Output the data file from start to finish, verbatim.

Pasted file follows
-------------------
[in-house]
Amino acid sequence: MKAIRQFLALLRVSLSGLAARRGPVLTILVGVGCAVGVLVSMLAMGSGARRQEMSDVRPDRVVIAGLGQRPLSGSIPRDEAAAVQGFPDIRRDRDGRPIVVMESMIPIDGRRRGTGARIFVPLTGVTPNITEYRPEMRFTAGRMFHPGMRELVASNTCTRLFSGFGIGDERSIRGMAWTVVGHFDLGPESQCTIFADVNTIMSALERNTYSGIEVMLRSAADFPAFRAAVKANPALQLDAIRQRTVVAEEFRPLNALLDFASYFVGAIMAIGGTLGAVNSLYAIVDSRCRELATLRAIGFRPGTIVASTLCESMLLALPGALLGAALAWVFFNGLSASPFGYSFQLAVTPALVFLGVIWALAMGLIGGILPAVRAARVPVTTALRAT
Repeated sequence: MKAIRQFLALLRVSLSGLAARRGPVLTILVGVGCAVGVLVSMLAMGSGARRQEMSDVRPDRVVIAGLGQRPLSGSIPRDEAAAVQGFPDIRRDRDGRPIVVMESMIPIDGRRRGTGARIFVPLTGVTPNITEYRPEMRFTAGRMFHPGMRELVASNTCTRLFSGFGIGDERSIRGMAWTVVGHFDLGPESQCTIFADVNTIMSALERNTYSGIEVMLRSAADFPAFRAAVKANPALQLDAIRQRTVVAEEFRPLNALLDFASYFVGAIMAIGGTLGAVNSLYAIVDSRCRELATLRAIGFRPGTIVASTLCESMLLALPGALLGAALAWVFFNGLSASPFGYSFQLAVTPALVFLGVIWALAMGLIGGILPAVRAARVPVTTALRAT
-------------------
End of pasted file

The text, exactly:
[in-house]
Amino acid sequence: MKAIRQFLALLRVSLSGLAARRGPVLTILVGVGCAVGVLVSMLAMGSGARRQEMSDVRPDRVVIAGLGQRPLSGSIPRDEAAAVQGFPDIRRDRDGRPIVVMESMIPIDGRRRGTGARIFVPLTGVTPNITEYRPEMRFTAGRMFHPGMRELVASNTCTRLFSGFGIGDERSIRGMAWTVVGHFDLGPESQCTIFADVNTIMSALERNTYSGIEVMLRSAADFPAFRAAVKANPALQLDAIRQRTVVAEEFRPLNALLDFASYFVGAIMAIGGTLGAVNSLYAIVDSRCRELATLRAIGFRPGTIVASTLCESMLLALPGALLGAALAWVFFNGLSASPFGYSFQLAVTPALVFLGVIWALAMGLIGGILPAVRAARVPVTTALRAT
Repeated sequence: MKAIRQFLALLRVSLSGLAARRGPVLTILVGVGCAVGVLVSMLAMGSGARRQEMSDVRPDRVVIAGLGQRPLSGSIPRDEAAAVQGFPDIRRDRDGRPIVVMESMIPIDGRRRGTGARIFVPLTGVTPNITEYRPEMRFTAGRMFHPGMRELVASNTCTRLFSGFGIGDERSIRGMAWTVVGHFDLGPESQCTIFADVNTIMSALERNTYSGIEVMLRSAADFPAFRAAVKANPALQLDAIRQRTVVAEEFRPLNALLDFASYFVGAIMAIGGTLGAVNSLYAIVDSRCRELATLRAIGFRPGTIVASTLCESMLLALPGALLGAALAWVFFNGLSASPFGYSFQLAVTPALVFLGVIWALAMGLIGGILPAVRAARVPVTTALRAT